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Talking about Veteran’s Mental Health

  • November 22, 2021
  • Depression, Military and Veterans, Trauma

The questions and answers below are some adapted from a recent Twitter chat APA hosted on veteran’s mental health. APA member Elspeth Cameron Ritchie, M.D., chair of psychiatry at MedStar Washington Hospital Center and former army psychiatrist provided comments for APA. Dr. Ritchie retired from the Army in 2010, after holding numerous leadership positions within Army Medicine.

How prevalent are mental health disorders in the veteran population?

It depends on the time and place where they served. Certainly, rates are higher among Vietnam veterans and veterans from the recent wars in Iraq and Afghanistan. Post-traumatic stress disorder (PTSD), rates among those soldiers deployed to a combat zone are about 25%. However, in one study that looked at veterans seeking care at the VA, they have a lower rate of depression and anxiety than their civilian counterparts.

What are the most common mental health disorders that veterans face?

PTSD, depression and anxiety are among the most common. Traumatic brain injury is also very common, which may occur along with PTSD, depression or anxiety.

What are common signs of these disorders? What should veterans and their families look for?

Family members should be aware of the veteran withdrawing from friends and family or having difficulty doing their jobs or other activities of daily living, such as driving. For PTSD specifically, flashbacks and nightmares are some of the more common symptoms.

What are some unique considerations mental health professionals should have when treating a veteran?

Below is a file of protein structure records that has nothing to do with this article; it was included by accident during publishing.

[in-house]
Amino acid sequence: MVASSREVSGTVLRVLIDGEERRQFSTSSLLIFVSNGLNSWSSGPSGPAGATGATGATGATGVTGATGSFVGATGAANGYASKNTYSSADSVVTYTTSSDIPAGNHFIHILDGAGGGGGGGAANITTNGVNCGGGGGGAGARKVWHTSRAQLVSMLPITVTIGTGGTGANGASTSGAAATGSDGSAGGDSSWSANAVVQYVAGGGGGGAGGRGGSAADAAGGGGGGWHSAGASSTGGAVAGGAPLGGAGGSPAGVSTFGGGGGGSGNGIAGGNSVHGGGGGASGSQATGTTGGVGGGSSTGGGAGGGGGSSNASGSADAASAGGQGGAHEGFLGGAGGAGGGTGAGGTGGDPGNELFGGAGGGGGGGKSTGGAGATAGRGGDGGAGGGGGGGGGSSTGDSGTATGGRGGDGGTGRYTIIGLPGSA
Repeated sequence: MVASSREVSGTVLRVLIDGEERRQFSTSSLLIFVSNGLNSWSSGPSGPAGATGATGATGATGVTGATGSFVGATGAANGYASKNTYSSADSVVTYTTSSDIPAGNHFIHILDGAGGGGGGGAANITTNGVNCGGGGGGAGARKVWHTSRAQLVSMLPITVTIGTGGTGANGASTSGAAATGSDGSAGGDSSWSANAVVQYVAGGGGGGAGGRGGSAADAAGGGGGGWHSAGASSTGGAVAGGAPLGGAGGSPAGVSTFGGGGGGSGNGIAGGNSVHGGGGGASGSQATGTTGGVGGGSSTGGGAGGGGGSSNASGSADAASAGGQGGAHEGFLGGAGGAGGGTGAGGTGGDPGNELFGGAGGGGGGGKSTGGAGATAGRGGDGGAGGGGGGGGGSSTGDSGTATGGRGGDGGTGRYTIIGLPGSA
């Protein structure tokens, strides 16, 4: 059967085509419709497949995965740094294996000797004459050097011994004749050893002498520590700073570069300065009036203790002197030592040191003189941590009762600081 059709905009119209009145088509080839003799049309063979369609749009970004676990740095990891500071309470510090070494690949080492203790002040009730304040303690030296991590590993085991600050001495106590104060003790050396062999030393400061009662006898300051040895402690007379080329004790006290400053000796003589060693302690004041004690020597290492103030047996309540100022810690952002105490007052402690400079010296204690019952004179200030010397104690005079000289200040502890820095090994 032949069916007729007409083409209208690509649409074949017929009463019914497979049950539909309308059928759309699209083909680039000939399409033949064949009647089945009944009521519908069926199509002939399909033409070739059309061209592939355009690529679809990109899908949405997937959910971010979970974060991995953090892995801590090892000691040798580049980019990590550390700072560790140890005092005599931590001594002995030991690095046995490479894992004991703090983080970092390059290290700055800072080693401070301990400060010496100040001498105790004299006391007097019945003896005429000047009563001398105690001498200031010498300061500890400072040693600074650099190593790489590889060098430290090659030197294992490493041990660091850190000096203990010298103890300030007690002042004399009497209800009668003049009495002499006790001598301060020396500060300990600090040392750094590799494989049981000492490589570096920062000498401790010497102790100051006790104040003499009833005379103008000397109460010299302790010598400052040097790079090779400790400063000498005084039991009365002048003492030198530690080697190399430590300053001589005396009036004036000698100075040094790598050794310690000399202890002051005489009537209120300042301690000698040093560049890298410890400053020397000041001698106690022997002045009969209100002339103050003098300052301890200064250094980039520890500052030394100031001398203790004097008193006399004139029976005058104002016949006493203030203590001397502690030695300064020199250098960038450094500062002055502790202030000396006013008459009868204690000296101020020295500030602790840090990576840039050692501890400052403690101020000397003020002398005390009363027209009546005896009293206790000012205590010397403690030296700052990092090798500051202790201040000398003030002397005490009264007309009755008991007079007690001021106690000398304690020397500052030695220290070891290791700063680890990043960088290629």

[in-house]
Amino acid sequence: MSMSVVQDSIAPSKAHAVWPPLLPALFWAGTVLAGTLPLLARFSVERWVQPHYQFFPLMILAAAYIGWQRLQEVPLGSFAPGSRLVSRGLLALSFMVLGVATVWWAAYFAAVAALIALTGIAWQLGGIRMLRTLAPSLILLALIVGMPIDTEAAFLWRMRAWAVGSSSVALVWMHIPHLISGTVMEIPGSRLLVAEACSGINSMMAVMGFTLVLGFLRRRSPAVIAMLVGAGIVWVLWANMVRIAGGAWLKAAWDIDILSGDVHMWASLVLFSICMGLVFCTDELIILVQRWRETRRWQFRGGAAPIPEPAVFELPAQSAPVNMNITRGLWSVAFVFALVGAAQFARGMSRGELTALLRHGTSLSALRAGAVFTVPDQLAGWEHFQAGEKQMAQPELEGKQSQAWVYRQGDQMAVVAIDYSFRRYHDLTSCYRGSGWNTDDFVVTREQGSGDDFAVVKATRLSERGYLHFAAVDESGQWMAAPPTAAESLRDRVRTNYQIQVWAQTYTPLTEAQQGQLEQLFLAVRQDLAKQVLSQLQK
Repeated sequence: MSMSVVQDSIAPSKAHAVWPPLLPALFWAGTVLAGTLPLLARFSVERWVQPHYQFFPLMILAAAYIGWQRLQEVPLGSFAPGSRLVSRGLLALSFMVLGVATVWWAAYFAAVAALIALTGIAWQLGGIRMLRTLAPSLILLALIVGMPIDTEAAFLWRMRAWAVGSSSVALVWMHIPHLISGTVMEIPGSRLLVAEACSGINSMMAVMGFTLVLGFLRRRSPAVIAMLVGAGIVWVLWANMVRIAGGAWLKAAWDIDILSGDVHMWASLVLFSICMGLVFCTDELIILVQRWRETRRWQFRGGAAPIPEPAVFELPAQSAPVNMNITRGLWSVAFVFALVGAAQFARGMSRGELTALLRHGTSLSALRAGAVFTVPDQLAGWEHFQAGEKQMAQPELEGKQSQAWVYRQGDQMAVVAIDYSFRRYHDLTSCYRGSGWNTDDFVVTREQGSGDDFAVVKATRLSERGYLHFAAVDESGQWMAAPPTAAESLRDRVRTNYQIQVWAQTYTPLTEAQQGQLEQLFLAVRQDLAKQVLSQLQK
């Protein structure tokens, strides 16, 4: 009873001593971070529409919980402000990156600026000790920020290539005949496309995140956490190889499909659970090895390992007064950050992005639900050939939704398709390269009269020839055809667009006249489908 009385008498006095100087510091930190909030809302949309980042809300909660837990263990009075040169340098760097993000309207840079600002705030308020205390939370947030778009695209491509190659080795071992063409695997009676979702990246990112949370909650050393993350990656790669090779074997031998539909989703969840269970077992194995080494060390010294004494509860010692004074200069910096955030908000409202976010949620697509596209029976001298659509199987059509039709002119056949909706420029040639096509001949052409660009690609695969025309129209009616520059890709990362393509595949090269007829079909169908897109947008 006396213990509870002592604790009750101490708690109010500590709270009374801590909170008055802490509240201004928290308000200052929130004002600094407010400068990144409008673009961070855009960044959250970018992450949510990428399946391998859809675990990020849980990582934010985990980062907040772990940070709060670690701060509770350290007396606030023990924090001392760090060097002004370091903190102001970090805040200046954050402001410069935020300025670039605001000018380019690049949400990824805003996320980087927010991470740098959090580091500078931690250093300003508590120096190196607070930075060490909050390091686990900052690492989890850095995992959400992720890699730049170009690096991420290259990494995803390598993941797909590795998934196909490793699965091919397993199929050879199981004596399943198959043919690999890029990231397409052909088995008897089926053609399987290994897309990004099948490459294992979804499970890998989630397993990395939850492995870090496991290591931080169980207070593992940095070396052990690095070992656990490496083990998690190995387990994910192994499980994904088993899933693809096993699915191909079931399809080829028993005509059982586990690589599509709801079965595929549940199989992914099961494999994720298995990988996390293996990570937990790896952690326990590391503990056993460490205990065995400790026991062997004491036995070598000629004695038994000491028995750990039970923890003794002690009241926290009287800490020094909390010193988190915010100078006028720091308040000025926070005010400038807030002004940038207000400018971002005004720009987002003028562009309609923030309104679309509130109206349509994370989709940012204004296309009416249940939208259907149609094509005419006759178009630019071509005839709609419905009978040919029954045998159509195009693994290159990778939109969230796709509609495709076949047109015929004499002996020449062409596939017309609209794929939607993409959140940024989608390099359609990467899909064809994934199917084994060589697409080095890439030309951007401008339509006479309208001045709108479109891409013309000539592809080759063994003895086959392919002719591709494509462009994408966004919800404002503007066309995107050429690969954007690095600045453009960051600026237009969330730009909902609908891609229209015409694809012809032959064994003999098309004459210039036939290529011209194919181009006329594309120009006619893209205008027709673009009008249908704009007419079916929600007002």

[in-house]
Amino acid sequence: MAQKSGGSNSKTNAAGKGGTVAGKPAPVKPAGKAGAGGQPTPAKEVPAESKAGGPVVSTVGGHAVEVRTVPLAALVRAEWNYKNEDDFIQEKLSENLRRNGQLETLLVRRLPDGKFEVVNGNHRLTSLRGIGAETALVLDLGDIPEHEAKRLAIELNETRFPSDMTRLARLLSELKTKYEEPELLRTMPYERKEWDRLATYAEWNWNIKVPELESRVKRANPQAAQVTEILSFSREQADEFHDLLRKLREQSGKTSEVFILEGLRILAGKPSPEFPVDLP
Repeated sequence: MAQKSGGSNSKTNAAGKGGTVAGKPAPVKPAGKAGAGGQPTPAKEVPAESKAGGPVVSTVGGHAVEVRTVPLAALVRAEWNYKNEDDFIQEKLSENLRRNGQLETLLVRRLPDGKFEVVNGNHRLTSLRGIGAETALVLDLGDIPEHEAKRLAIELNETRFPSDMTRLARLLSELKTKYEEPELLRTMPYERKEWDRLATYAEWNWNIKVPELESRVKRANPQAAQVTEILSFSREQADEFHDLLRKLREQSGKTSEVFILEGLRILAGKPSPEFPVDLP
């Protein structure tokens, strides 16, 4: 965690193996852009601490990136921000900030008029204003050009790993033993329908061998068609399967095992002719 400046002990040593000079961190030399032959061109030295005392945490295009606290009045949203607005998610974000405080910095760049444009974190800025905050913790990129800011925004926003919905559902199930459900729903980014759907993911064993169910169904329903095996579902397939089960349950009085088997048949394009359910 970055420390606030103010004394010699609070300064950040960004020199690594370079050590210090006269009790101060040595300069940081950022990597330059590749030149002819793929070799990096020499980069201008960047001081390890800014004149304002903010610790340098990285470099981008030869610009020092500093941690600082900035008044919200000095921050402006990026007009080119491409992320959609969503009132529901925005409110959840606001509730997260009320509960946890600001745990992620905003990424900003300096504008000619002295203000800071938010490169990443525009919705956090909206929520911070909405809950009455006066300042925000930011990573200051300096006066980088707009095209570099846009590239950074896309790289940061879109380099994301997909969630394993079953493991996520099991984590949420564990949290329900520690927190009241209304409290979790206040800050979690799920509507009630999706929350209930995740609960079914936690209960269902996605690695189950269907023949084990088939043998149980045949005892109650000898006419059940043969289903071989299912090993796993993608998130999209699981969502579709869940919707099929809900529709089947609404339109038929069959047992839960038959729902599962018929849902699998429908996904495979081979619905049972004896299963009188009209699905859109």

Recent veterans are usually proud of their service. In general, they are proud of their time in uniform but may have very mixed feelings about the war or the government who sent them to war.

Stigma is prevalent and causes many to not seek mental health support, and this is no different in the military community. What are some strategies to decrease the stigma around mental health among the veteran population?

There are lots of initiatives. Some of the most promising are to allow easy access to mental health through primary care, vet centers, and the community-based outpatient centers. Vet Centers are community-based counseling centers that provide a wide range of social and psychological services, to veterans, active-duty service members, and their families. Peer support counselors can also be a lifesaving portal.

What are common signs of military-related PTSD?

A startle reflex to loud noises, checking for bombs on the side of the road, and grief over the deaths of fellow service members are just a few examples of common signs of military-related PTSD.

What are some treatment options for military-related PTSD?

Treatment can be grouped into three buckets, Dr. Ritchie suggests: medication, talking therapy, and everything else. The latter bucket includes meditation, exercise, animal assisted therapy, and other ways to calm down on overactive nervous system.

How can a family member support a veteran experiencing a mental health disorder like PTSD?

Be informed. There are lots of resources online, such as the VA Mental Health page and the VA Caregivers Support Program. Consider joining a support group, either virtually or in person. NAMI (National Alliance on Mental Illness) provides education and has support groups and online discussion groups for family members of people with mental illness.

What is “moral injury”?

Moral injury is not an official diagnosis but a condition where the veteran feels shame and guilt, over what he should or should not done in the theater of war. These may include guilt over civilian deaths, sorrow over the death of fellow service members, or anger at the government for sending them to war. The guilt can be corrosive and lead to suicidal feelings.

More information

U.S. Department of Veterans Affairs

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